Model 2: Contrastingly, a letting scheme is often used in the residential property sector. Under a letting scheme, each tenant covenants directly with all other tenants, with an intention for mutual enforceability of each covenant.
Model 3: The third model operates as a middle-ground between the former models. Here, there is no letting scheme, and the leasehold tenants cannot sue each other directly for breaches of covenant. However, tenants can request that the landlord takes action against a fellow tenant upon certain conditions being met, such as the payment of costs and the provision of security for such costs, just as Dr Duval did.
The relevant lease clauses
So what are the relevant lease clauses, what do they mean, and what is the relationship between them?
The first clause was concerned with alterations, improvements and additions. It stated that a tenant cannot undertake works to their property without permission from their landlord. This is a qualified covenant. In the absence of express drafting, it is implied under statute that such consent from the landlord cannot be unreasonably withheld.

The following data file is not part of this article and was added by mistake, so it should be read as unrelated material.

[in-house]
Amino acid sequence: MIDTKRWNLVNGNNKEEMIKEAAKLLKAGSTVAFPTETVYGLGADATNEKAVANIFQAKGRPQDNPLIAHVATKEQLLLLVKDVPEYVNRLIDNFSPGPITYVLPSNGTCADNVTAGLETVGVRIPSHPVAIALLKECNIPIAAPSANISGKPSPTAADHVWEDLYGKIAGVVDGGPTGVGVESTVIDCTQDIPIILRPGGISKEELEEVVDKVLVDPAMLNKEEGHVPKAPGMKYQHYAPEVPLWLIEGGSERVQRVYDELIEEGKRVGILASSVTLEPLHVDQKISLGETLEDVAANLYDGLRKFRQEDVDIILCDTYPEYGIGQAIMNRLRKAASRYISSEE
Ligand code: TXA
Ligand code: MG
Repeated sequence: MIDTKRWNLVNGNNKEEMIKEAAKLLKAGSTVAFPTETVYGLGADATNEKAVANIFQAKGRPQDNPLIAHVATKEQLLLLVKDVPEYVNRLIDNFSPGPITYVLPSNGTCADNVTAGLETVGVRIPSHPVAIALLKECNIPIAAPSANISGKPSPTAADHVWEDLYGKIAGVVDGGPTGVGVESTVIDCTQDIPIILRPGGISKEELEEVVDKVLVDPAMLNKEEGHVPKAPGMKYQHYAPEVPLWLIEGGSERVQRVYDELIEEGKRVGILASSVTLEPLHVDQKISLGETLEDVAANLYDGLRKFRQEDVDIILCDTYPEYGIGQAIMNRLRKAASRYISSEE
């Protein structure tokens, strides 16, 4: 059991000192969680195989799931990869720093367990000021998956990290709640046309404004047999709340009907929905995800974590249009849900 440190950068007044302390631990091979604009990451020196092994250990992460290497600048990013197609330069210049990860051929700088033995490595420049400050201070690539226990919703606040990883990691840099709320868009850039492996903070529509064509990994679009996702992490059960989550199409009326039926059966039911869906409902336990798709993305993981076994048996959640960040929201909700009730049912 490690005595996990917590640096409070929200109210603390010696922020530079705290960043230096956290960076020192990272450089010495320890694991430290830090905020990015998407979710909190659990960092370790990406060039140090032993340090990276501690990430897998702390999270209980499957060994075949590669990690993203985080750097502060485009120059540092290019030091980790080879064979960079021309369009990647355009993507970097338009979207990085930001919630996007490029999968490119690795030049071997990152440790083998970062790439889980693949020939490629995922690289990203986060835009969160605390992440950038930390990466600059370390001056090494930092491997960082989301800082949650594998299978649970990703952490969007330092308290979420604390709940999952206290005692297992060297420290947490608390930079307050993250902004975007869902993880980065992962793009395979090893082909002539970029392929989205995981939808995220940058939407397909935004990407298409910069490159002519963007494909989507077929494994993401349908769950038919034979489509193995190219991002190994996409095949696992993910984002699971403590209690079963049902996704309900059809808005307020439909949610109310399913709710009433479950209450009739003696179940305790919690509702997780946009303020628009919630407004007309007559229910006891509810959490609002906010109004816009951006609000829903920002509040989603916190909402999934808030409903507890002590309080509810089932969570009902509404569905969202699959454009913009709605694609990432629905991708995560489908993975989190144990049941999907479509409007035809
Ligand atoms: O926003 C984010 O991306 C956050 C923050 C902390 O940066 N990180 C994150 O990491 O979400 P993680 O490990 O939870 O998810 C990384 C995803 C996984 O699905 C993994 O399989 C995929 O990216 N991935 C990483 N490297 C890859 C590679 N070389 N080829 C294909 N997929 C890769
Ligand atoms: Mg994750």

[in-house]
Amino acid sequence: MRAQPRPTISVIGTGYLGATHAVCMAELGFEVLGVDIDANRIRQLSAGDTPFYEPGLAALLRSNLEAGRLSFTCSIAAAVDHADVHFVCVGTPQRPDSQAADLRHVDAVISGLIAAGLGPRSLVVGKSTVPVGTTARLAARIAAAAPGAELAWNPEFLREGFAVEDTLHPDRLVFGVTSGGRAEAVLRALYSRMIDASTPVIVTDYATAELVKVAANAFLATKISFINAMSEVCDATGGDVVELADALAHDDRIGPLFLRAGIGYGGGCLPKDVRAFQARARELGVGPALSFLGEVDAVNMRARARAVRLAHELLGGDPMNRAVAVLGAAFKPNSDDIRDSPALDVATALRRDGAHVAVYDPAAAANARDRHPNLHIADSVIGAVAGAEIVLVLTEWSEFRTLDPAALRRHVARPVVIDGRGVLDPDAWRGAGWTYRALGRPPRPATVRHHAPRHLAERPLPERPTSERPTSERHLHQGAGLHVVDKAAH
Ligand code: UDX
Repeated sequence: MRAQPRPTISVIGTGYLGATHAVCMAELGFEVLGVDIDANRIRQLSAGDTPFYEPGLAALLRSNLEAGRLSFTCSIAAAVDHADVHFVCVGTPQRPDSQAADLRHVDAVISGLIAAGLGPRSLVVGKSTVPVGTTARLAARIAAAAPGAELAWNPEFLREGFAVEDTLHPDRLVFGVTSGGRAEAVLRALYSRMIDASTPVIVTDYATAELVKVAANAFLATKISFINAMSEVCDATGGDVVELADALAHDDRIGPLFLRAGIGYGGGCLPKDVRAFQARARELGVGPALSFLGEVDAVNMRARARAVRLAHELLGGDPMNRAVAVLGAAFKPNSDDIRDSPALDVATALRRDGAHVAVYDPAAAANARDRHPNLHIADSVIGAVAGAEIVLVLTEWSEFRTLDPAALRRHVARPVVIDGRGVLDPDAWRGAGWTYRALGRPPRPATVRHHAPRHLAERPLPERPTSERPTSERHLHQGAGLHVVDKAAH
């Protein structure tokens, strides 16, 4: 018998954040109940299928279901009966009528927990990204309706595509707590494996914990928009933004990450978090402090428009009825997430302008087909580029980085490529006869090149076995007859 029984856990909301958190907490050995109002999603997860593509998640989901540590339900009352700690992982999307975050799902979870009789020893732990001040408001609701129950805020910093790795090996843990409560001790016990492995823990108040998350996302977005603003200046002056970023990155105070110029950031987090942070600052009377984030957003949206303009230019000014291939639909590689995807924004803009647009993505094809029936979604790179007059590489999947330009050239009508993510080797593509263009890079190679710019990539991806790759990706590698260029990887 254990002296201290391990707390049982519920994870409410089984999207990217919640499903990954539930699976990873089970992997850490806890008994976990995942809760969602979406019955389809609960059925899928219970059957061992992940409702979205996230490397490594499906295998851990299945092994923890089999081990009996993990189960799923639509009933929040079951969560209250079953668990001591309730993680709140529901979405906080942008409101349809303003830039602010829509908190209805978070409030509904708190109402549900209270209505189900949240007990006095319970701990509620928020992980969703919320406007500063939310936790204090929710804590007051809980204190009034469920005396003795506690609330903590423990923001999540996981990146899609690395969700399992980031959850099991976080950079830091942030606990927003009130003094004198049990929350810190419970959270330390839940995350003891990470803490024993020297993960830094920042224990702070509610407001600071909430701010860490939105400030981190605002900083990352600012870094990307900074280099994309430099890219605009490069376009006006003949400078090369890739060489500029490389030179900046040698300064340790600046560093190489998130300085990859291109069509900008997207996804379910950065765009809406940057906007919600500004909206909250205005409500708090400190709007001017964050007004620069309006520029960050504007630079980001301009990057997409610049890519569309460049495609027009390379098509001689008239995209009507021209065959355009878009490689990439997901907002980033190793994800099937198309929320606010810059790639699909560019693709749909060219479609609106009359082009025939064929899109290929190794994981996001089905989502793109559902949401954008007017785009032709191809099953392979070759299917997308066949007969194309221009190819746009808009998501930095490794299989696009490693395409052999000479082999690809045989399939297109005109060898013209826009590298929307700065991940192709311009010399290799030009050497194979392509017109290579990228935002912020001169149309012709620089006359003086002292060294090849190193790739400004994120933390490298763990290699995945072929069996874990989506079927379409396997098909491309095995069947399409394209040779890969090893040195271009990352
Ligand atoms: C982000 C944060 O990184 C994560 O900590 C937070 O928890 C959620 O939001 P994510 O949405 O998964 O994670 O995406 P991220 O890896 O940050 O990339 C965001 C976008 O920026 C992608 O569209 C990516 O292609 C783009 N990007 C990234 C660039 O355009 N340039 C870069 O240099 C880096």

The second clause was:
“Not to commit or permit or suffer any waste spoil or destruction in or upon the Demised Premises nor cut maim or injure or suffer to be cut maimed or injured any roof wall or ceiling within or enclosing the Demised Premises…”
Contrastingly, this is an absolute covenant, which means a complete ban on a particular activity. Common absolute covenants include prohibitions against subletting the premises, structural works, keeping pets at the premises, and running a business from the premises for instance.
This case highlights the relationship between these two types of clauses. The absolute prohibition of the second clause did not extend to routine repairs, renovations, and alterations, these are covered by the qualified covenant. Consequently, routine works and alterations would not impinge on the other lessees or adversely affect the structure.